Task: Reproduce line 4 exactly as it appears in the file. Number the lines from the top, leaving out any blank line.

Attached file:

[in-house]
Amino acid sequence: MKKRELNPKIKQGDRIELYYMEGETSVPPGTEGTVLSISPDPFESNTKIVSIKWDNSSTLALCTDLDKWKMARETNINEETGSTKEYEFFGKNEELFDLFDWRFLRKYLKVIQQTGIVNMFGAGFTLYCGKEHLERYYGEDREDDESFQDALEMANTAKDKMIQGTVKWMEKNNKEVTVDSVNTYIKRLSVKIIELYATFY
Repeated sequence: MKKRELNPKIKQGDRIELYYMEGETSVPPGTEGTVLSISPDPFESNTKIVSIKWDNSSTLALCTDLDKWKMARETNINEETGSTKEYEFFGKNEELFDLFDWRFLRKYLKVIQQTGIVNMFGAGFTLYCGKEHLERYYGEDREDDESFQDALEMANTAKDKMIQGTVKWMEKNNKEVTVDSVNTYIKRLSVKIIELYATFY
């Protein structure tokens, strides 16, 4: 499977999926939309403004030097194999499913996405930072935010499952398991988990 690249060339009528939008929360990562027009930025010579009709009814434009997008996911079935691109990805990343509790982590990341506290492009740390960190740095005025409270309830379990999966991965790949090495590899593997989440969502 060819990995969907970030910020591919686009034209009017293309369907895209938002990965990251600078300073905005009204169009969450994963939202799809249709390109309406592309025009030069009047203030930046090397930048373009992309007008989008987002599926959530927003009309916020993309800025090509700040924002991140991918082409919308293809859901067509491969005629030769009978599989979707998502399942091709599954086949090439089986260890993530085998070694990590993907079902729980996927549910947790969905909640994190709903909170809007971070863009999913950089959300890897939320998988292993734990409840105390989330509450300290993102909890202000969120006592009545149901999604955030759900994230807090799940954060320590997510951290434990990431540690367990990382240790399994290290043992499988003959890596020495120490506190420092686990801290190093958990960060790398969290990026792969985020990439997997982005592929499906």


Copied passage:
């Protein structure tokens, strides 16, 4: 499977999926939309403004030097194999499913996405930072935010499952398991988990 690249060339009528939008929360990562027009930025010579009709009814434009997008996911079935691109990805990343509790982590990341506290492009740390960190740095005025409270309830379990999966991965790949090495590899593997989440969502 060819990995969907970030910020591919686009034209009017293309369907895209938002990965990251600078300073905005009204169009969450994963939202799809249709390109309406592309025009030069009047203030930046090397930048373009992309007008989008987002599926959530927003009309916020993309800025090509700040924002991140991918082409919308293809859901067509491969005629030769009978599989979707998502399942091709599954086949090439089986260890993530085998070694990590993907079902729980996927549910947790969905909640994190709903909170809007971070863009999913950089959300890897939320998988292993734990409840105390989330509450300290993102909890202000969120006592009545149901999604955030759900994230807090799940954060320590997510951290434990990431540690367990990382240790399994290290043992499988003959890596020495120490506190420092686990801290190093958990960060790398969290990026792969985020990439997997982005592929499906």